What is juvenile arthritis?

Juvenile arthritis (also known as juvenile idiopathic arthritis) is a general term used to describe inflammatory arthritis in children that begins before the 16th birthday and lasts at least 6 weeks.

Children with juvenile arthritis are mostly affected in just one or a few joints. Typically, joints involving long bones (such as the knees, elbows, wrists and ankles) are affected. Some children are also affected in areas other than joints such as the eyes, skin or other body tissues.

If not properly treated, juvenile arthritis can affect a child's growth and development, causing joint damage, growth abnormalities and permanent disability.

Signs and symptoms

The impact of juvenile arthritis varies from child to child, and even from day to day in the same child. Joint stiffness and pain may be mild one day but the next day so severe that the child has difficulty moving or is unable to move at all. Typically juvenile arthritis has an unpredictable pattern of activity, where periods without symptoms are followed by a sudden reappearance of signs and symptoms known as 'flare-ups'.

How many children have juvenile arthritis?

The number of cases of juvenile arthritis is difficult to estimate because is it an uncommon condition. Based on self-reported data from the Australian Bureau of Statistics (ABS) 2014–15 National Health Survey (NHS), juvenile arthritis is estimated to affect at least one child in every 1,000 aged 0–15.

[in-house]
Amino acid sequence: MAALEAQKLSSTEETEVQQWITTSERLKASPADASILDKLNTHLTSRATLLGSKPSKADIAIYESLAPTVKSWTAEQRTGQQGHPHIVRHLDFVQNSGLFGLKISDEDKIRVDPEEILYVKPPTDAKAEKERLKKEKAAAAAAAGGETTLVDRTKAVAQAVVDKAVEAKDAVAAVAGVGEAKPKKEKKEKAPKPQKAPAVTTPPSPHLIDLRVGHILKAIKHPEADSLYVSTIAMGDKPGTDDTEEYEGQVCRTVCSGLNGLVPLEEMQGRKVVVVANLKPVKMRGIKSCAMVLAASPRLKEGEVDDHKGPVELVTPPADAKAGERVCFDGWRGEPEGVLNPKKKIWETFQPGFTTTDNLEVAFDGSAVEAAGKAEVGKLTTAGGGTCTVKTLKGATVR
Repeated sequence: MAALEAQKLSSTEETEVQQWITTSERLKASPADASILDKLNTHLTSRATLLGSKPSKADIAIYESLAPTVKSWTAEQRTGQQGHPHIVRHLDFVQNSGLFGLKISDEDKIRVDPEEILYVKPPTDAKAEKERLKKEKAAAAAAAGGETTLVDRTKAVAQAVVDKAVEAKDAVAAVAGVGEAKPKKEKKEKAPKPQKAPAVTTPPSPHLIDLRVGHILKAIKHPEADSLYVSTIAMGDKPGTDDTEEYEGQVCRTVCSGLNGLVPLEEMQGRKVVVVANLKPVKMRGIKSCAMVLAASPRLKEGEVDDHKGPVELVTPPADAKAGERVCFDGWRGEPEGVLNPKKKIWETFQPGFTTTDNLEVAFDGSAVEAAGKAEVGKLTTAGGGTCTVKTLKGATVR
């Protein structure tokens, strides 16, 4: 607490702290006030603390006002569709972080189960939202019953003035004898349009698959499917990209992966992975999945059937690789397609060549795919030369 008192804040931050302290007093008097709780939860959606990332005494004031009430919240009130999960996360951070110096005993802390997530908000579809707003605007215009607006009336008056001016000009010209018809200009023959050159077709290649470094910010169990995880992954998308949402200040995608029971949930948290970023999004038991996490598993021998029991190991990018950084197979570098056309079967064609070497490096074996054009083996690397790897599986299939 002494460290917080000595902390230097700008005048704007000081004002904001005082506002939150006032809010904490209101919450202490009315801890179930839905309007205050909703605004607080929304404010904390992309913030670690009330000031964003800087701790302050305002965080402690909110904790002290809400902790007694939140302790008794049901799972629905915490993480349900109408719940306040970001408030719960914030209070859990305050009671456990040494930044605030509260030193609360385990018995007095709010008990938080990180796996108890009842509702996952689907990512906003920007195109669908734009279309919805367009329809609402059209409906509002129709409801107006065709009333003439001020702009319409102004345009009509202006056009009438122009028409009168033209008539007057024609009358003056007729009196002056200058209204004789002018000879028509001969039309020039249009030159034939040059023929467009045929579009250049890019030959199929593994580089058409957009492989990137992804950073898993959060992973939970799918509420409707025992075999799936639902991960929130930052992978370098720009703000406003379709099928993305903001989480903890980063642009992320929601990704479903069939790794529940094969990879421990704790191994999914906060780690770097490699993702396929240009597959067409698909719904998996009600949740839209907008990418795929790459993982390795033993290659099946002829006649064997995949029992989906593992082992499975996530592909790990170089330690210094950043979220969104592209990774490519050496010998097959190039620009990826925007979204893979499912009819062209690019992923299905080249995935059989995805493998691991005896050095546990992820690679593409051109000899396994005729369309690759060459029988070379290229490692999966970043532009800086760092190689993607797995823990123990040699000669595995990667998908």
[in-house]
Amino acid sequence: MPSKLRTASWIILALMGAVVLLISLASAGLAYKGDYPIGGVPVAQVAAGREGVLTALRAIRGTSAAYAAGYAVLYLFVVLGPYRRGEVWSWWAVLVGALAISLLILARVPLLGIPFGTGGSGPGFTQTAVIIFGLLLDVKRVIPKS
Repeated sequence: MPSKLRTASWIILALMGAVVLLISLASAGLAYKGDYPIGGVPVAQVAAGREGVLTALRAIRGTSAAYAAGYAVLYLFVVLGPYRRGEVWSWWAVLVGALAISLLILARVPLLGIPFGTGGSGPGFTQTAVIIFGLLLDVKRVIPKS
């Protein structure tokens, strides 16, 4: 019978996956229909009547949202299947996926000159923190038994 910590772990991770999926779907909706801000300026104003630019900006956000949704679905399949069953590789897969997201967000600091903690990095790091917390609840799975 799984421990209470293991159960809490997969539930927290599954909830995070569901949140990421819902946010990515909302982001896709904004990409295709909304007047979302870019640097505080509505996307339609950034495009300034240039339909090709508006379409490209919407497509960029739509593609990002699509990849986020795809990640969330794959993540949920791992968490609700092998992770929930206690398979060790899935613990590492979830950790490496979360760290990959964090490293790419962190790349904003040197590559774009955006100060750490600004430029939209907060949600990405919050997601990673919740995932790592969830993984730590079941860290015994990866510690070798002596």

Research suggests that more girls suffer from juvenile arthritis than boys [1].

Treatment and management

The treatment used for juvenile arthritis varies according to the type of disease. A multidisciplinary team (such as a GP, rheumatology consultant, specialist nurse, occupational therapist, physiotherapist, podiatrist, ophthalmologist and orthopaedic consultant) is required for the correct treatment and management of this condition. Children with severe cases sometimes need to be hospitalised.

Hospitalisations

Based on the AIHW National Hospital Morbidity Database (NHMD), in 2014–15, there were 14,820 hospitalisations for children aged 0–15 with the principal diagnosis of musculoskeletal conditions (1.7% of all hospitalisations for this age group). The largest number of these hospitalisations (1,497) was for the treatment for juvenile arthritis.

Treatment option for juvenile arthritis in hospital

Splints: Medical devices can be used to restrict movement in the arm, leg or spine. Splints may be worn to protect damaged joints and to minimise further damage.

Pain management: Aside from taking medications, there are other strategies that can be used to manage pain during procedures and everyday life. These may include relaxation, deep breathing, distraction from pain, and education regarding strategies for dealing with and thinking about pain.

Joint injections: Medications can be injected directly into the joint. These medications are usually corticosteroids, which are anti-inflammatory drugs that slow down the accumulation of cells that cause inflammation.

Joint aspiration: This procedure collects fluid from the joint to determine if there is infection. Alternatively, it can be used to drain a swollen joint to relieve pain and improve mobility.

Joint replacement: This procedure replaces damaged joint structures with artificial components.

Source: AIHW 2013.

In 2014–15, the hospitalisation rate for girls (40 per 100,000 population) was 1.7 times that of boys (23 per 100,000 population). This could be due to juvenile arthritis being more common in girls than boys [1].